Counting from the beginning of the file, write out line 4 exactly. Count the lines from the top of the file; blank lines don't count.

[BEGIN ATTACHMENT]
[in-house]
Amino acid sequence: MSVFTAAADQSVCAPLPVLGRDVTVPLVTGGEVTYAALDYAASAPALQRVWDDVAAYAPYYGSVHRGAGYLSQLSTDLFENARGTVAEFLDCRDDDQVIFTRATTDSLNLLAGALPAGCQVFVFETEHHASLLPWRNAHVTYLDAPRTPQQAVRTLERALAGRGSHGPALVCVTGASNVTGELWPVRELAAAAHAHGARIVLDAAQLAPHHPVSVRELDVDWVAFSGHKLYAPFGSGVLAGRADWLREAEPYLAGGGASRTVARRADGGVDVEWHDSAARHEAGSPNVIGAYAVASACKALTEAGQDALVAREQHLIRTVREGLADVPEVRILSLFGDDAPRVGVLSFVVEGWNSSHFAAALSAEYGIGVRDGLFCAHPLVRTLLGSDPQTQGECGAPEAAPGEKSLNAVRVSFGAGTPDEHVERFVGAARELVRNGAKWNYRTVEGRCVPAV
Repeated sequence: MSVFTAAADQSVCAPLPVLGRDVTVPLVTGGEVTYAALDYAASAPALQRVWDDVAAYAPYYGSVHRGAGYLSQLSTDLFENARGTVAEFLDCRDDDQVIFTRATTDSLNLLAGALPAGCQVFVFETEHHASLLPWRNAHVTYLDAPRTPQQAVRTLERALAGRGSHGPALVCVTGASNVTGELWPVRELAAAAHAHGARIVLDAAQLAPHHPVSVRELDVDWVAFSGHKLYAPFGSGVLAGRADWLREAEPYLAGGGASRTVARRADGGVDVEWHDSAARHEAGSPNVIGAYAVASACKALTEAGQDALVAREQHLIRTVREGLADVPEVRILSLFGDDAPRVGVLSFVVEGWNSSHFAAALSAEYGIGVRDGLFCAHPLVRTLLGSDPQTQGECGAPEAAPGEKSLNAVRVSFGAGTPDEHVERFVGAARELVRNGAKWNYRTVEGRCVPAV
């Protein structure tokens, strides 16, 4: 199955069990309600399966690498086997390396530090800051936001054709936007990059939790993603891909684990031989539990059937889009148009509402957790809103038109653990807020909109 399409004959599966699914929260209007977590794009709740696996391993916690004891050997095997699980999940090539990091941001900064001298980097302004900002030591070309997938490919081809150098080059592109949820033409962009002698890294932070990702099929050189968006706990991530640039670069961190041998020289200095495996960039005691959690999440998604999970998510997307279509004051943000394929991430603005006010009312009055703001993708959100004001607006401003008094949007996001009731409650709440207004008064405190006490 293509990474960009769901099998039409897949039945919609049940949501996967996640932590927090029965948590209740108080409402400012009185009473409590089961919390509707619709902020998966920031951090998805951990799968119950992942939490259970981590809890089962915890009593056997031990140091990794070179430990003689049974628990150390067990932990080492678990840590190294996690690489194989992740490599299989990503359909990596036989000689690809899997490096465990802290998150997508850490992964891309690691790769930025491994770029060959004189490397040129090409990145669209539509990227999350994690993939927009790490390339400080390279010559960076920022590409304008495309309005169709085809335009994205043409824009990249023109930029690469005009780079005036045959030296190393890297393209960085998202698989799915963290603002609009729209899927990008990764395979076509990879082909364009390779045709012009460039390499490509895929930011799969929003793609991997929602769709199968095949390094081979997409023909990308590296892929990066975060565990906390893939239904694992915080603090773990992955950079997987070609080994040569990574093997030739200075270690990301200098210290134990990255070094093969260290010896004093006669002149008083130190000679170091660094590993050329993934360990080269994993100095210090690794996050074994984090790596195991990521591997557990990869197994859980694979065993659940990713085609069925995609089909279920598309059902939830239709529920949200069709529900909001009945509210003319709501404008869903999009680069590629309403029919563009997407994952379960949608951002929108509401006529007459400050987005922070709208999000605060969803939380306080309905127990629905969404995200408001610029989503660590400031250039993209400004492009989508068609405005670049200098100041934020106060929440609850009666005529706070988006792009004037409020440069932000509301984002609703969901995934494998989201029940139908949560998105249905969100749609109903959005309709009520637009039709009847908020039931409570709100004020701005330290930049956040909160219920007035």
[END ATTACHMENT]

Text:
């Protein structure tokens, strides 16, 4: 199955069990309600399966690498086997390396530090800051936001054709936007990059939790993603891909684990031989539990059937889009148009509402957790809103038109653990807020909109 399409004959599966699914929260209007977590794009709740696996391993916690004891050997095997699980999940090539990091941001900064001298980097302004900002030591070309997938490919081809150098080059592109949820033409962009002698890294932070990702099929050189968006706990991530640039670069961190041998020289200095495996960039005691959690999440998604999970998510997307279509004051943000394929991430603005006010009312009055703001993708959100004001607006401003008094949007996001009731409650709440207004008064405190006490 293509990474960009769901099998039409897949039945919609049940949501996967996640932590927090029965948590209740108080409402400012009185009473409590089961919390509707619709902020998966920031951090998805951990799968119950992942939490259970981590809890089962915890009593056997031990140091990794070179430990003689049974628990150390067990932990080492678990840590190294996690690489194989992740490599299989990503359909990596036989000689690809899997490096465990802290998150997508850490992964891309690691790769930025491994770029060959004189490397040129090409990145669209539509990227999350994690993939927009790490390339400080390279010559960076920022590409304008495309309005169709085809335009994205043409824009990249023109930029690469005009780079005036045959030296190393890297393209960085998202698989799915963290603002609009729209899927990008990764395979076509990879082909364009390779045709012009460039390499490509895929930011799969929003793609991997929602769709199968095949390094081979997409023909990308590296892929990066975060565990906390893939239904694992915080603090773990992955950079997987070609080994040569990574093997030739200075270690990301200098210290134990990255070094093969260290010896004093006669002149008083130190000679170091660094590993050329993934360990080269994993100095210090690794996050074994984090790596195991990521591997557990990869197994859980694979065993659940990713085609069925995609089909279920598309059902939830239709529920949200069709529900909001009945509210003319709501404008869903999009680069590629309403029919563009997407994952379960949608951002929108509401006529007459400050987005922070709208999000605060969803939380306080309905127990629905969404995200408001610029989503660590400031250039993209400004492009989508068609405005670049200098100041934020106060929440609850009666005529706070988006792009004037409020440069932000509301984002609703969901995934494998989201029940139908949560998105249905969100749609109903959005309709009520637009039709009847908020039931409570709100004020701005330290930049956040909160219920007035």